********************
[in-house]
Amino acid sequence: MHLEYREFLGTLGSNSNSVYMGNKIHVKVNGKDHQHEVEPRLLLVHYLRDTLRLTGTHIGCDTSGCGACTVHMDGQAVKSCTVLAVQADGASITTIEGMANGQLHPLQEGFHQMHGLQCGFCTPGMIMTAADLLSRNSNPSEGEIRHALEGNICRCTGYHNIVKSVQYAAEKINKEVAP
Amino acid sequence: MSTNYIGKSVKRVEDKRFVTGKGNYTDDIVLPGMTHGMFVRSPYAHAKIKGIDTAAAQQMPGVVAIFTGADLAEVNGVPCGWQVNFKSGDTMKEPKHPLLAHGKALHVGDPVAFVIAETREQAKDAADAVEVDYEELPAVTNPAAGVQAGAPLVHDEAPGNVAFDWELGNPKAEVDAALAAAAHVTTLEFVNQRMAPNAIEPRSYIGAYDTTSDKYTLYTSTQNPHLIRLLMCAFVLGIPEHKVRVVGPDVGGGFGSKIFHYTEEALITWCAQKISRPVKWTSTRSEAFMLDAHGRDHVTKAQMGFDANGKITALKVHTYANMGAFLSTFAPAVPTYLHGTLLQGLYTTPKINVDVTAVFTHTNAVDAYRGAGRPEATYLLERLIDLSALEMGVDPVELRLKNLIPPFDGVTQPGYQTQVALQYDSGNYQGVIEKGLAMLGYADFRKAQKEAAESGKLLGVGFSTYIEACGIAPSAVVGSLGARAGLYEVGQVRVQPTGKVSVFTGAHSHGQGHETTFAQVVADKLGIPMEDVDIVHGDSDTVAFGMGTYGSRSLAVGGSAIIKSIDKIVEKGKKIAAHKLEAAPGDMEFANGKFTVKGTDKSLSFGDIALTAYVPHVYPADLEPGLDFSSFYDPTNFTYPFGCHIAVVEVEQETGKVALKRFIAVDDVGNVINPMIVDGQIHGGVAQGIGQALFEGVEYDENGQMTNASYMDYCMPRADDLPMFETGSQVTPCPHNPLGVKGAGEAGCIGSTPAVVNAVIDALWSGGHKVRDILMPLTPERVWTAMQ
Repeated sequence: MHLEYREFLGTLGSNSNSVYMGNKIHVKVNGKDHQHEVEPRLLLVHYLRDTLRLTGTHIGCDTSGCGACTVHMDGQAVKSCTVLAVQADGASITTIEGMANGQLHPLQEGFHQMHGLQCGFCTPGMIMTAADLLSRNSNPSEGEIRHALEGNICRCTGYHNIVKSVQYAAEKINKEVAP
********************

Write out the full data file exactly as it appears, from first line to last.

[in-house]
Amino acid sequence: MHLEYREFLGTLGSNSNSVYMGNKIHVKVNGKDHQHEVEPRLLLVHYLRDTLRLTGTHIGCDTSGCGACTVHMDGQAVKSCTVLAVQADGASITTIEGMANGQLHPLQEGFHQMHGLQCGFCTPGMIMTAADLLSRNSNPSEGEIRHALEGNICRCTGYHNIVKSVQYAAEKINKEVAP
Amino acid sequence: MSTNYIGKSVKRVEDKRFVTGKGNYTDDIVLPGMTHGMFVRSPYAHAKIKGIDTAAAQQMPGVVAIFTGADLAEVNGVPCGWQVNFKSGDTMKEPKHPLLAHGKALHVGDPVAFVIAETREQAKDAADAVEVDYEELPAVTNPAAGVQAGAPLVHDEAPGNVAFDWELGNPKAEVDAALAAAAHVTTLEFVNQRMAPNAIEPRSYIGAYDTTSDKYTLYTSTQNPHLIRLLMCAFVLGIPEHKVRVVGPDVGGGFGSKIFHYTEEALITWCAQKISRPVKWTSTRSEAFMLDAHGRDHVTKAQMGFDANGKITALKVHTYANMGAFLSTFAPAVPTYLHGTLLQGLYTTPKINVDVTAVFTHTNAVDAYRGAGRPEATYLLERLIDLSALEMGVDPVELRLKNLIPPFDGVTQPGYQTQVALQYDSGNYQGVIEKGLAMLGYADFRKAQKEAAESGKLLGVGFSTYIEACGIAPSAVVGSLGARAGLYEVGQVRVQPTGKVSVFTGAHSHGQGHETTFAQVVADKLGIPMEDVDIVHGDSDTVAFGMGTYGSRSLAVGGSAIIKSIDKIVEKGKKIAAHKLEAAPGDMEFANGKFTVKGTDKSLSFGDIALTAYVPHVYPADLEPGLDFSSFYDPTNFTYPFGCHIAVVEVEQETGKVALKRFIAVDDVGNVINPMIVDGQIHGGVAQGIGQALFEGVEYDENGQMTNASYMDYCMPRADDLPMFETGSQVTPCPHNPLGVKGAGEAGCIGSTPAVVNAVIDALWSGGHKVRDILMPLTPERVWTAMQ
Repeated sequence: MHLEYREFLGTLGSNSNSVYMGNKIHVKVNGKDHQHEVEPRLLLVHYLRDTLRLTGTHIGCDTSGCGACTVHMDGQAVKSCTVLAVQADGASITTIEGMANGQLHPLQEGFHQMHGLQCGFCTPGMIMTAADLLSRNSNPSEGEIRHALEGNICRCTGYHNIVKSVQYAAEKINKEVAP